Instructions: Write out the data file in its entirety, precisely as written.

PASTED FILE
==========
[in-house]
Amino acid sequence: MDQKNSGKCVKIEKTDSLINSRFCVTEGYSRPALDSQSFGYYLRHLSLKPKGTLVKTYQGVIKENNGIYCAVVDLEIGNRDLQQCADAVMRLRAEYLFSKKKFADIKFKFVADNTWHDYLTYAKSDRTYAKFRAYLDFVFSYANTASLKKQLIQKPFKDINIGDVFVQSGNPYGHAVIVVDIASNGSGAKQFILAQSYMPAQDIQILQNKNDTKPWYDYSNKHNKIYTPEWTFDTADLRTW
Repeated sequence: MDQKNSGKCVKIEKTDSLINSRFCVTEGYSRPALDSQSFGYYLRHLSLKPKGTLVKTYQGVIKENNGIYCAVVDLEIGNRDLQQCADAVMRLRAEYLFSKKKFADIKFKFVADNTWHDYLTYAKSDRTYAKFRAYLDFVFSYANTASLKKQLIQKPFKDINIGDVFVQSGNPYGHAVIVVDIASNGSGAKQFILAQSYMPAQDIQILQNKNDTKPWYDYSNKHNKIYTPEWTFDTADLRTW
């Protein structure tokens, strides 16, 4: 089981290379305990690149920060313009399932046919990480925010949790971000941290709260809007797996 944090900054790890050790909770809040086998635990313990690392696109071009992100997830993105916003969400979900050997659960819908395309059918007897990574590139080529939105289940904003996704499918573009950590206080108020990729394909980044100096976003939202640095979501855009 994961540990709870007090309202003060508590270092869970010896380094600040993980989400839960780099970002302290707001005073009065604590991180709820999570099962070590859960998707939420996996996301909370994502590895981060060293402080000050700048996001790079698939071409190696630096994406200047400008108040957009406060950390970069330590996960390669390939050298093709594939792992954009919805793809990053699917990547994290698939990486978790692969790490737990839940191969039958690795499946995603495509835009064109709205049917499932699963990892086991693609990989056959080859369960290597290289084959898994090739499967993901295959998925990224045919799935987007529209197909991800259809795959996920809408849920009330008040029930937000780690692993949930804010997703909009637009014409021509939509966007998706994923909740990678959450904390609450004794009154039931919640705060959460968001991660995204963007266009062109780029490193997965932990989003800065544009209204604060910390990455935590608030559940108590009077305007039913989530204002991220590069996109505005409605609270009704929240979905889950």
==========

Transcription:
[in-house]
Amino acid sequence: MDQKNSGKCVKIEKTDSLINSRFCVTEGYSRPALDSQSFGYYLRHLSLKPKGTLVKTYQGVIKENNGIYCAVVDLEIGNRDLQQCADAVMRLRAEYLFSKKKFADIKFKFVADNTWHDYLTYAKSDRTYAKFRAYLDFVFSYANTASLKKQLIQKPFKDINIGDVFVQSGNPYGHAVIVVDIASNGSGAKQFILAQSYMPAQDIQILQNKNDTKPWYDYSNKHNKIYTPEWTFDTADLRTW
Repeated sequence: MDQKNSGKCVKIEKTDSLINSRFCVTEGYSRPALDSQSFGYYLRHLSLKPKGTLVKTYQGVIKENNGIYCAVVDLEIGNRDLQQCADAVMRLRAEYLFSKKKFADIKFKFVADNTWHDYLTYAKSDRTYAKFRAYLDFVFSYANTASLKKQLIQKPFKDINIGDVFVQSGNPYGHAVIVVDIASNGSGAKQFILAQSYMPAQDIQILQNKNDTKPWYDYSNKHNKIYTPEWTFDTADLRTW
């Protein structure tokens, strides 16, 4: 089981290379305990690149920060313009399932046919990480925010949790971000941290709260809007797996 944090900054790890050790909770809040086998635990313990690392696109071009992100997830993105916003969400979900050997659960819908395309059918007897990574590139080529939105289940904003996704499918573009950590206080108020990729394909980044100096976003939202640095979501855009 994961540990709870007090309202003060508590270092869970010896380094600040993980989400839960780099970002302290707001005073009065604590991180709820999570099962070590859960998707939420996996996301909370994502590895981060060293402080000050700048996001790079698939071409190696630096994406200047400008108040957009406060950390970069330590996960390669390939050298093709594939792992954009919805793809990053699917990547994290698939990486978790692969790490737990839940191969039958690795499946995603495509835009064109709205049917499932699963990892086991693609990989056959080859369960290597290289084959898994090739499967993901295959998925990224045919799935987007529209197909991800259809795959996920809408849920009330008040029930937000780690692993949930804010997703909009637009014409021509939509966007998706994923909740990678959450904390609450004794009154039931919640705060959460968001991660995204963007266009062109780029490193997965932990989003800065544009209204604060910390990455935590608030559940108590009077305007039913989530204002991220590069996109505005409605609270009704929240979905889950």